ALEXANDRIA, VA – On a late Tuesday afternoon, Walter, exhausted, walks into St. Elmo’s Coffee Pub on Mt. Vernon Avenue and takes a seat at a table with an unexpected visitor. Clearly frustrated, Walter begins telling the visitor his innermost thoughts and feelings about his job and family life. The visitor listens empathetically. Walter then shifts gears and proudly shares that he is writing a book about the patrons of a neighborhood cafe (very much like St. Elmo’s). He excitedly explains that the book follows a group of cafe patrons as they struggle with everyday anxieties. The visitor is intrigued.
While Walter clearly frequents the cafe often and is part of the community, you have never seen him. That is because Walter is a composite of many Del Ray residents, and is the main character in a new short film shot entirely in St. Elmo’s by director Al Hallak, a Del Ray resident. The movie is called “Tales from the Neighborhood Cafe.” And the unexpected visitor? That is the film’s viewer.
Like Walter’s “book”, Hallak’s movie explores the anxieties and stresses of everyday individuals, similar to those who visit St. Elmo’s. In the 41-minute film, Hallak brings together nine individuals from a tight-knit community and lets the audience – a character in its own right – in on each individual’s inner thoughts and outward emotions. The characters discuss topics such as loneliness, failure, immigration, sexuality, and guilt.
Hallak said he “wanted the movie to be an invitation to the audience to discuss such difficult issues.” He hoped the movie “would bring people together to move past their differences.”
Hallak uses the intimate surroundings in St. Elmo’s to let the audience connect with each character, and does so by using a new and unique extended long-take technique with zero camera movement. The scenes are separated only by the movement of the characters.
What inspired the film? Classics such as Alfred Hitchcock’s “Rope”, a movie that employs minimal camera movement and gives the audience a real-time experience, which Hallak uses to great effect. While he wants both viewers and critics to enjoy his movie, he shared that “the movie is actually a film study.”
“Tales from the Neighborhood Cafe” took approximately three to four months to complete. It was shot in one take with two rehearsals. There was no actual script, only an outline of what the director wanted the actors to accomplish during each scene.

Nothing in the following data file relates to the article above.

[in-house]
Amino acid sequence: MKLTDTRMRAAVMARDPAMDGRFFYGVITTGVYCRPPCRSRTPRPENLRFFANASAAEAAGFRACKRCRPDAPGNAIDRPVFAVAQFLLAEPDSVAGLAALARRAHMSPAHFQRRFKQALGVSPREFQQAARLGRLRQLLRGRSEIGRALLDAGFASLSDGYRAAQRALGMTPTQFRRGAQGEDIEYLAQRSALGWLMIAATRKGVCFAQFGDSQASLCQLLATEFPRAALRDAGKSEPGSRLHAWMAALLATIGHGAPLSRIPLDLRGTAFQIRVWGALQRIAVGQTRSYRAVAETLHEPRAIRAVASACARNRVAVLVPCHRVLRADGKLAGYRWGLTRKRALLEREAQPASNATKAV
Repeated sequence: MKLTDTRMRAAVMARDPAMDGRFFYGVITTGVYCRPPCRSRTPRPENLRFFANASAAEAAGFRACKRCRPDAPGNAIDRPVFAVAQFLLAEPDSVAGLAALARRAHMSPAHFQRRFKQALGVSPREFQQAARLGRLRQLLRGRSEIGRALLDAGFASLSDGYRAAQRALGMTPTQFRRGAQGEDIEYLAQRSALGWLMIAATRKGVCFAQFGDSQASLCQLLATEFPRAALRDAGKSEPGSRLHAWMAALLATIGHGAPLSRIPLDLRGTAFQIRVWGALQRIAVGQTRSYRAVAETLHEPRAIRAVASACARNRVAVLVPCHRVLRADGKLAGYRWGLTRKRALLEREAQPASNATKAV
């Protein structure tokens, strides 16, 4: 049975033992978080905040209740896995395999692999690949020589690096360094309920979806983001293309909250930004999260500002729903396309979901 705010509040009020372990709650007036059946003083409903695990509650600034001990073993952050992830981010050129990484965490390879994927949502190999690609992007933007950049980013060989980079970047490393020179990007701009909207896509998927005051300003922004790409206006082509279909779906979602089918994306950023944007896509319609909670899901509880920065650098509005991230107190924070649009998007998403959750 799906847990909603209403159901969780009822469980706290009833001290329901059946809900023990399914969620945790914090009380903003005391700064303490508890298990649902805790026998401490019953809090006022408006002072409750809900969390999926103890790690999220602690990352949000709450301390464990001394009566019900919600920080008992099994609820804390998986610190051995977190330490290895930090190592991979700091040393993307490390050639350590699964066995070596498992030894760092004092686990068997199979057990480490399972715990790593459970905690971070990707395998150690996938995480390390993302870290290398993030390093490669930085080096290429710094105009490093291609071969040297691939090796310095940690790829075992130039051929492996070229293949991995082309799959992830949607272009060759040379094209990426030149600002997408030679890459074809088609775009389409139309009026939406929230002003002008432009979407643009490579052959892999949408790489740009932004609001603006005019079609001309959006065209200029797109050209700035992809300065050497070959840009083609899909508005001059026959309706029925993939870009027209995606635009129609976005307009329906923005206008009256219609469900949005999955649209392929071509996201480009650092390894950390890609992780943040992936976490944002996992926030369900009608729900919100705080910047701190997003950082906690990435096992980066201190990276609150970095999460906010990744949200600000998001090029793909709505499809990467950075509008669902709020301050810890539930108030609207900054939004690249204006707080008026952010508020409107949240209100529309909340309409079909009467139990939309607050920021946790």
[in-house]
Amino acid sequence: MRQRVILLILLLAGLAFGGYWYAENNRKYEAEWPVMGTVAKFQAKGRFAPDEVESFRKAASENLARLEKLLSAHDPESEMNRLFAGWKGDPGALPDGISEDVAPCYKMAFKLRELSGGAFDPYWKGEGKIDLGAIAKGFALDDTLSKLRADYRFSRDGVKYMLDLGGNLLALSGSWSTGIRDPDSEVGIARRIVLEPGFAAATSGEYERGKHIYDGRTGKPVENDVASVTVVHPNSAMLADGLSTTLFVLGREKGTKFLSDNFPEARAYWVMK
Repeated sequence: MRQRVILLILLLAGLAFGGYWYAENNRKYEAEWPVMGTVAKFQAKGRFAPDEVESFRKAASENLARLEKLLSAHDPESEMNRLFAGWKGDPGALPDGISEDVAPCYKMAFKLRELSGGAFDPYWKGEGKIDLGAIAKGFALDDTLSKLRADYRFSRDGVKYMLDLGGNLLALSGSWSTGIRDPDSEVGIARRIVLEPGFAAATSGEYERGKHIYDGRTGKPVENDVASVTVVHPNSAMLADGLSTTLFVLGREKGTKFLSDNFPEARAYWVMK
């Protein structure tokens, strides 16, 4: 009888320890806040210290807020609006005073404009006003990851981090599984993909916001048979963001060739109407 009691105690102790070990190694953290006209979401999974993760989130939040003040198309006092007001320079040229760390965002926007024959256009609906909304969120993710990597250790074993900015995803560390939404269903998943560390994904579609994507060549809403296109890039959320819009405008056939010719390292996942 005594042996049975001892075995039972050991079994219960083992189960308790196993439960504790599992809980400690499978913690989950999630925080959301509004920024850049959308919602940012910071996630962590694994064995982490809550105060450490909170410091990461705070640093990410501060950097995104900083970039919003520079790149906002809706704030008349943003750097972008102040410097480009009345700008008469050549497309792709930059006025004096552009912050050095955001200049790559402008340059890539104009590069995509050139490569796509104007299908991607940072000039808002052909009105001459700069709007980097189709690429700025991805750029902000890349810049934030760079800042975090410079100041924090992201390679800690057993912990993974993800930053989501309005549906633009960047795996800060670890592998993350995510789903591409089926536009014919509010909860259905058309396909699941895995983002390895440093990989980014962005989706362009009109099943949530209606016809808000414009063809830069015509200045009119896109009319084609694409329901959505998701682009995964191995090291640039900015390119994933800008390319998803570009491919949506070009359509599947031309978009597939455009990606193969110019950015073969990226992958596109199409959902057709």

He let the actors have the freedom to determine movements and dialogue, all of whom are local. (Some call Alexandria home.) The shoot itself took place in the late afternoon so the ensuing darkness would enhance the ambiance. Even bystanders outside the cafe “were part of the natural background,” Hallak said.
Born in Syria, Hallak lived in the United Arab Emirates (UAE), France, Italy, New York, and Los Angeles prior to settling in Del Ray.
Visiting Alexandria for the first time, Hallak said he “was immediately captivated by Old Town’s beauty and charm.”
He began studying film at the age of 15, inspired to become a filmmaker after learning about Italian director Federico Fellini. Fellini was a master of cinéma vérité (French for “truth cinema”). According to Encyclopedia Britannica, cinéma vérité “was a French film movement of the 1960s that showed people in everyday situations with authentic dialogue and naturalness of action.”
Hallak has studied film in, New York, and L.A., Italy, and the UAE.
His chosen medium is short film because of the amount of funding needed for longer features.
“Short films allow a director to showcase his skills as a storyteller using limited resources,” Hallak said.
As of this writing, he has produced 20 short films,16 of which appear on IMDb.com. He produced “Tales from the Neighborhood Cafe” on a self-funded microbudget.
In addition to writing and directing films, Hallak also founded Pitch to Screen, a premier film festival and screening platform to help showcase the finest independent filmmakers.
Hallak plans to enter “Tales for the Neighborhood Cafe” in upcoming film festivals, including the Alexandria Film Festival from November 9-12. In the meantime, he has organized a public viewing of the film at the Charles E. Beatley Jr. Central Library on Sunday, July 2 from 2 to 4 p.m. Learn more by clicking HERE.